Reflections on the 1994 Rwandan Genocide

Christelle, a member of CMB’s People of Color Affinity Group, is a proud Rwandan-American with first-hand experience of the 1994 Genocide Against the Tutsi in Rwanda. She’s grateful for, and celebrates the courage and resilience of, the family members, friends, neighbors, and classmates who survived, and lights a candle to those whose lives were cut too short at the hands of hate.

About a 3 min. read.

Christelle Kamaliza
Sr. Insights Consultant

Thirty years ago, on April 7th, 1994, the Genocide against the Tutsis started in Rwanda and within a span of just 100 days, 800k to 1 million people of the Tutsis ethnic minority were brutally killed by armed forces from the Hutu ethnic majority, one of the darkest and tragic events in recent history. One may think how such inconceivable travesty could unravel, but history has shown the Rwandan genocide, or any other genocides for that matter, do not occur out of thin air.


Similar steps of genocide ideology often follow a pattern that can be observed in historical genocides and mass violence. It all started with identification and classification steps taken by the Belgian colonists in 1926 that promoted an “us” vs. “them” mentality. Then over a few decades, dehumanization of the Tutsis minority, propaganda and hate speech, isolation, and segregation followed. By 1990, the majority Hutu regime at the time was overtly coordinating preparation and planning operations, polarizing communities to fuel extremism, intolerance, and violence to what ultimately culminated in the 1994 atrocities.

The intricacies of the Rwandan Genocide were that it was done within groups that shared a common ancestry, language, culture, and customs. Overnight, neighbors became enemies, family members betrayed their own, all while the international community failed to intervene effectively or swiftly while victims begged for help.

The Path to Healing

As a nation, the journey towards full recovery and reconciliation was long and is ongoing to this day. Women, many of whom were widowed and orphaned during the genocide, became powerful contributors and decision makers in politics and economic rebuild. Today, Rwanda is the first country in the world with female majority in parliament, with 61% in the Chamber of Deputies and 37% in the Senate, and one of the top 10 fastest economies in Africa (World Bank Report).

Women also became instrumental in peace building and reconciliation by leading Gacaca courts, which were community-based tribunals aimed at promoting truth-telling, accountability, and healing at the grassroots level. Justice and reconciliation are a major pillar to start healing a broken society.

On an individual level, genocide survivors carry a lot of wounds to this day, both visible and invisible, affecting their mental and wellbeing, even 30 years later. Every survivor’s story is different, but the majority suffer to varying degrees: psychological trauma and triggers, survivor’s guilt and physical health consequences to name a few. Those who were children then also risk passing on transgenerational trauma to their children. In the workplace, genocide survivors experience symptoms of post-traumatic stress disorder (PTSD), such as hypervigilance, and avoidance behavior, trust issues, along with emotional distress which can affect their ability to cope with work-related stressors. In addition, interpersonal dynamics may impact communication styles, and conflict resolution strategies. These symptoms can interfere with their ability to concentrate, stay focused on tasks, and effectively manage stress in the workplace. If you know of any friends, family, or colleagues of Rwandan descent (such as members within the CMB community), this can be helpful in informing your daily interactions with this individual(s)—especially around this day of remembrance.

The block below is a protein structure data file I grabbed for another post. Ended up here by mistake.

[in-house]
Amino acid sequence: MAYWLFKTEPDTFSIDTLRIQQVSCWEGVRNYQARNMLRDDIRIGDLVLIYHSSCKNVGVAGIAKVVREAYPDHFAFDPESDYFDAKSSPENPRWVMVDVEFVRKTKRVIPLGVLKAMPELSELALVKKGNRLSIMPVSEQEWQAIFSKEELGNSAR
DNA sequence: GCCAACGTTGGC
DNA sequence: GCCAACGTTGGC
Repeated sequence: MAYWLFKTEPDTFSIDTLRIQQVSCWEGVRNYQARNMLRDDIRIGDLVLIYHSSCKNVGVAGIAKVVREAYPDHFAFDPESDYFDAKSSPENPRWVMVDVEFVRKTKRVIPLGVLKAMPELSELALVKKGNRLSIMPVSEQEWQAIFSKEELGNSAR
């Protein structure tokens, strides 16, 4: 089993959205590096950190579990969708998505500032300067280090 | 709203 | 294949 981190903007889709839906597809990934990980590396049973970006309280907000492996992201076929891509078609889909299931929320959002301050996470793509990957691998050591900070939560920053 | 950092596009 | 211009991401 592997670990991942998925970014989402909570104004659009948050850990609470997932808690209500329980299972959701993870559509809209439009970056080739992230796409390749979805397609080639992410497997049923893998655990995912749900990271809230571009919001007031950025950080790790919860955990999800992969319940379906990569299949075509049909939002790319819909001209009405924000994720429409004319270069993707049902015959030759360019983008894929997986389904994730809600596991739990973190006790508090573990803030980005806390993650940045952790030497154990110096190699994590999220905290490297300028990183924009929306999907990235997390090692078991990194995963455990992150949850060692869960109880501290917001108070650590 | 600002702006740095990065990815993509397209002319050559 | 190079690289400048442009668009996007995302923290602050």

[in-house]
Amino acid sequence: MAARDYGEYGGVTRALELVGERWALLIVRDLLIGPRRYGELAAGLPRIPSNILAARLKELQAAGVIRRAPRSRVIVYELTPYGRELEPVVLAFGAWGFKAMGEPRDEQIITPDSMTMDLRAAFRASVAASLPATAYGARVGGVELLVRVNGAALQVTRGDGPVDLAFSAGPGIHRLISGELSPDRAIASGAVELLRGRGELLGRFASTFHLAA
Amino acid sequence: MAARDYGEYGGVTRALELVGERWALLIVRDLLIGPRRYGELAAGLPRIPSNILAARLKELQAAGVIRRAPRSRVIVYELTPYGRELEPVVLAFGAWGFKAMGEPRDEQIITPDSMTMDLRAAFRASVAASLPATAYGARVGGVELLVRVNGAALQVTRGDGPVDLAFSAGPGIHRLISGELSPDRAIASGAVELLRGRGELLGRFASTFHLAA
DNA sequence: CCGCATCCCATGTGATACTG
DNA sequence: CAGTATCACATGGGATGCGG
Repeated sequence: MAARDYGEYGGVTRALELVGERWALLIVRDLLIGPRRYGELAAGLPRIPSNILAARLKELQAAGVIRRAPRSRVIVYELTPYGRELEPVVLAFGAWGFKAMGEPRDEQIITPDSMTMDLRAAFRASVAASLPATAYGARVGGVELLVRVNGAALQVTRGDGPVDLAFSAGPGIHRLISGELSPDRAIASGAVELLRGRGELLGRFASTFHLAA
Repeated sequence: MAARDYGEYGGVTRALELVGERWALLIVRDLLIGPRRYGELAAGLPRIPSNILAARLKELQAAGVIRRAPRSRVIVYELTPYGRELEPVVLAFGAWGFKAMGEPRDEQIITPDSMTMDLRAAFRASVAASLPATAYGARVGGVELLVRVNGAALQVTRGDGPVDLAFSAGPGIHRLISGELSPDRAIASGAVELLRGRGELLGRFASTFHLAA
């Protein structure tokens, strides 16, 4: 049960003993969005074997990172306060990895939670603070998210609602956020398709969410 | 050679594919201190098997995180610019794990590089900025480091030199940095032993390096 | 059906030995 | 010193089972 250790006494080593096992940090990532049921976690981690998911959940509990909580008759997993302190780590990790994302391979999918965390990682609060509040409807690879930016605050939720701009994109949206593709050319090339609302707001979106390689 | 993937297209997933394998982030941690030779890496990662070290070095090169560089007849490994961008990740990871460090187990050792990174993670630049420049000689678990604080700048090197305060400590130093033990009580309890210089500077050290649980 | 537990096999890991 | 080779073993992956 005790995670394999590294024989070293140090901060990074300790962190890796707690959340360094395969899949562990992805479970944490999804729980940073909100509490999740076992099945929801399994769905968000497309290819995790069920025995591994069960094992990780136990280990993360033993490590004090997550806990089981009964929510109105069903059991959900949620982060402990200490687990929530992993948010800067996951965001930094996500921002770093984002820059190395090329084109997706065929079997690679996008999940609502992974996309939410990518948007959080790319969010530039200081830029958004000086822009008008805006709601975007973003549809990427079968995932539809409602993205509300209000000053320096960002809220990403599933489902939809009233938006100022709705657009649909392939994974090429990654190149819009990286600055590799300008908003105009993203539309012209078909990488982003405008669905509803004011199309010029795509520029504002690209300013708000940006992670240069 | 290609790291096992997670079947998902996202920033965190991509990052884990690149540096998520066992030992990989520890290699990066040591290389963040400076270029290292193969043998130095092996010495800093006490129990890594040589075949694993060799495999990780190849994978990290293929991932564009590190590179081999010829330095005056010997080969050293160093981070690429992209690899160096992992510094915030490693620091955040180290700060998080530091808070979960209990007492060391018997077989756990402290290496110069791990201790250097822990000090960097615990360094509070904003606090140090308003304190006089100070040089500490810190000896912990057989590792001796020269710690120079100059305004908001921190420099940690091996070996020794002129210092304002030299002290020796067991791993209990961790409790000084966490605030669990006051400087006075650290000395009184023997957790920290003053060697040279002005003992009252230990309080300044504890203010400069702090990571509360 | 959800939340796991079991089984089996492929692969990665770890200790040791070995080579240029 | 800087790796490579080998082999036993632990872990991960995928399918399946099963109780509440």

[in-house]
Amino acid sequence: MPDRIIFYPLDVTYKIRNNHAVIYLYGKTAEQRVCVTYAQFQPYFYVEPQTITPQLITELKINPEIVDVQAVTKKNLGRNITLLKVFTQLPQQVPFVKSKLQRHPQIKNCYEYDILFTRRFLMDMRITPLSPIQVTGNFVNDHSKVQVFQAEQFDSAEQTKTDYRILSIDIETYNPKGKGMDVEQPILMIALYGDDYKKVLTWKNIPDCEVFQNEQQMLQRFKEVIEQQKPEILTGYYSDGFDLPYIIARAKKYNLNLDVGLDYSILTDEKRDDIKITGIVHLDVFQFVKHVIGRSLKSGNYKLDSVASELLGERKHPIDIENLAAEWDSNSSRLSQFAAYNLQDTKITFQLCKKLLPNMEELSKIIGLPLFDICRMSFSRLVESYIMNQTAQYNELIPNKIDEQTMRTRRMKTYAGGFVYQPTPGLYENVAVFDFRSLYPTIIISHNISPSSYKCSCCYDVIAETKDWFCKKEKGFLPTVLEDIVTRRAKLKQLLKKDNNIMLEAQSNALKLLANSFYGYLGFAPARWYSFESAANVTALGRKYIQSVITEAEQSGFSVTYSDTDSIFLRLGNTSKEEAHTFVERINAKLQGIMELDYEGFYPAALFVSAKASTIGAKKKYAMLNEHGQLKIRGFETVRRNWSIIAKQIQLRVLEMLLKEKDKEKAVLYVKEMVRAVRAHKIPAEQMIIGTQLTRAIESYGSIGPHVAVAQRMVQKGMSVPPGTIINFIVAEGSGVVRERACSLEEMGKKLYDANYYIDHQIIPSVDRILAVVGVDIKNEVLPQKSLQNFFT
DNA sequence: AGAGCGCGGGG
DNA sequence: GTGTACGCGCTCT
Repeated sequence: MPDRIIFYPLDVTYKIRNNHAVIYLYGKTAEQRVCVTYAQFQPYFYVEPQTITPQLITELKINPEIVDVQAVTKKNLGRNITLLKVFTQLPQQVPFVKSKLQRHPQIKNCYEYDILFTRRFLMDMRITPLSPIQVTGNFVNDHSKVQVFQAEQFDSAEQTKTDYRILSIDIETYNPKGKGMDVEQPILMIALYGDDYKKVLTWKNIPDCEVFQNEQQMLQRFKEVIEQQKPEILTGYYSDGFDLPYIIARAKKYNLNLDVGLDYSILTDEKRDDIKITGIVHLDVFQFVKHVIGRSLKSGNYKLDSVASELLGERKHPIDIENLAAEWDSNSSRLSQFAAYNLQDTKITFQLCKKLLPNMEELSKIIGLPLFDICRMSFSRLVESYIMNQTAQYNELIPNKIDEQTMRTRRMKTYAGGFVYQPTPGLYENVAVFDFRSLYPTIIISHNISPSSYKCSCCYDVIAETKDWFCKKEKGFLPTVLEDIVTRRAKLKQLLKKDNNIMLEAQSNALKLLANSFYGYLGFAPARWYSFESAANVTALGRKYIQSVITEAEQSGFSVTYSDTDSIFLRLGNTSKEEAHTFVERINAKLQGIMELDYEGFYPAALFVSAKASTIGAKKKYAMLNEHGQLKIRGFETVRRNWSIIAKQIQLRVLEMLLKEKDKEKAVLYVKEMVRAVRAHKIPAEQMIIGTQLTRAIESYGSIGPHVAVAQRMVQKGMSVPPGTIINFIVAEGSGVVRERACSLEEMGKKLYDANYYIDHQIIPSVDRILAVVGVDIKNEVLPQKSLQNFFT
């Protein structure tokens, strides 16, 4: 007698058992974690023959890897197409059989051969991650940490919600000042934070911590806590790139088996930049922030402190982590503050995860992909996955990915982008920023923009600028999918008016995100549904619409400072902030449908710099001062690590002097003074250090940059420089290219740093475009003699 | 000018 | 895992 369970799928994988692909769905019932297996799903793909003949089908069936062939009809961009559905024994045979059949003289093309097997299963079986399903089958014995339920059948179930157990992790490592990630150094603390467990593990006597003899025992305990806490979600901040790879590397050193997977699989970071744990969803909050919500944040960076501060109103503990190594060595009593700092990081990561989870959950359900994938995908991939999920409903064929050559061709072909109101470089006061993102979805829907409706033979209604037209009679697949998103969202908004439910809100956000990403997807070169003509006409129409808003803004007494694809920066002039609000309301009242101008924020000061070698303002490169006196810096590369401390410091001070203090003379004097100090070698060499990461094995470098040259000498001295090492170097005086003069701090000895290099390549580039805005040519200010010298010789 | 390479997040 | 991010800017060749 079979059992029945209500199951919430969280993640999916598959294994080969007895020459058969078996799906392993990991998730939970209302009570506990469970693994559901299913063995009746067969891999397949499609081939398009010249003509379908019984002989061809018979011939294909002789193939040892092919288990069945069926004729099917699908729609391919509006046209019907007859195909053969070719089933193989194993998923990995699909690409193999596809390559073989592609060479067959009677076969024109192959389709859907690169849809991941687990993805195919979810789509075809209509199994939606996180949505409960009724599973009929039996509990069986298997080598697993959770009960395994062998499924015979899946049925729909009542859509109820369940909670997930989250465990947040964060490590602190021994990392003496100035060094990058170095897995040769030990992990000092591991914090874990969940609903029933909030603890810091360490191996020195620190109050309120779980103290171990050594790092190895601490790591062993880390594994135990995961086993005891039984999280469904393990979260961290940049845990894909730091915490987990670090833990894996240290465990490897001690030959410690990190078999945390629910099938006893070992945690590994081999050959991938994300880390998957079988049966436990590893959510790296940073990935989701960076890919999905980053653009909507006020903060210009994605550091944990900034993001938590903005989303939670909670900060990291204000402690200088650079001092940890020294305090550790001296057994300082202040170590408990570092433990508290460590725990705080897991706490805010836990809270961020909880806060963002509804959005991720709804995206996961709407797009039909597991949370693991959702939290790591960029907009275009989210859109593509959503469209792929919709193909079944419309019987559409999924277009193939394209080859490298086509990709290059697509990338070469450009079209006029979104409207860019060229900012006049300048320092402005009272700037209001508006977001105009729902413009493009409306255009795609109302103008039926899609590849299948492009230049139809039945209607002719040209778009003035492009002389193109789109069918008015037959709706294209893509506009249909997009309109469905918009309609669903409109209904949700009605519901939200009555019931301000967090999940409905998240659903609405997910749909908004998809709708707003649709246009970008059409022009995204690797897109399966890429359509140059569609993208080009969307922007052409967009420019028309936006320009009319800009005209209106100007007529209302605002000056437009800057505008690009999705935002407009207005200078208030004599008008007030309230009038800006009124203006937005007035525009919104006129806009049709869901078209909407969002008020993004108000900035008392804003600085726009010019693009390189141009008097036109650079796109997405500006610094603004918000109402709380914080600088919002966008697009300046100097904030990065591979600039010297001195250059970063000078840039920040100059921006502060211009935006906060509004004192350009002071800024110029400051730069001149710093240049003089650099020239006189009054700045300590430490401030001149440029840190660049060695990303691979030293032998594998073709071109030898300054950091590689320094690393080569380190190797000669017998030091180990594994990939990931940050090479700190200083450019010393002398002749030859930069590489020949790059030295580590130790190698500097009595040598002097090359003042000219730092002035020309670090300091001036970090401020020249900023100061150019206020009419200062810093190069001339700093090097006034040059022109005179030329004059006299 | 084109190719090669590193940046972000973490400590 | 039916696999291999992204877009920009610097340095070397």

Minority health and mental health is in crisis across the world, and Rwanda is no exception. Roughly 25% of Rwandan citizens struggle with PTSD and one in six people suffer from depression. According to the Rwanda Mental Health Survey (RMHS) in 2023, mental health conditions are significantly prevalent among the youth in Rwanda, with rates ranging from 10.2% to about 20%. The RMHS findings revealed that a significant proportion of Rwandans aged 14 to 25 are struggling with psychological disorders like depression, anxiety, and trauma, among others. Nationally, there are three specialized mental health centers and four national hospital mental health departments. However, there is a bigger need for smaller counseling centers, like Never Again Rwanda’s Mental Wellness Center to serve the country’s growing population of 13 million.

The healing journey for the survivors is long and it also involves remembering and honoring genocide victims and educating future generations about the importance of preventing such atrocities. On this 30th commemoration of the Rwandan Genocide against the Tutsis, we honor families, friends, neighbors, classmates whose lives were cut short 30 years ago, and we celebrate all the survivors who persevere and choose life every single day.

For more information and to learn more about the Rwandan Genocide against the Tutsis, visit Never Again, an organization dedicated to genocide remembrance and awareness, which rallies under the #neveragain hashtag.

Christelle Kamaliza
Sr. Insights Consultant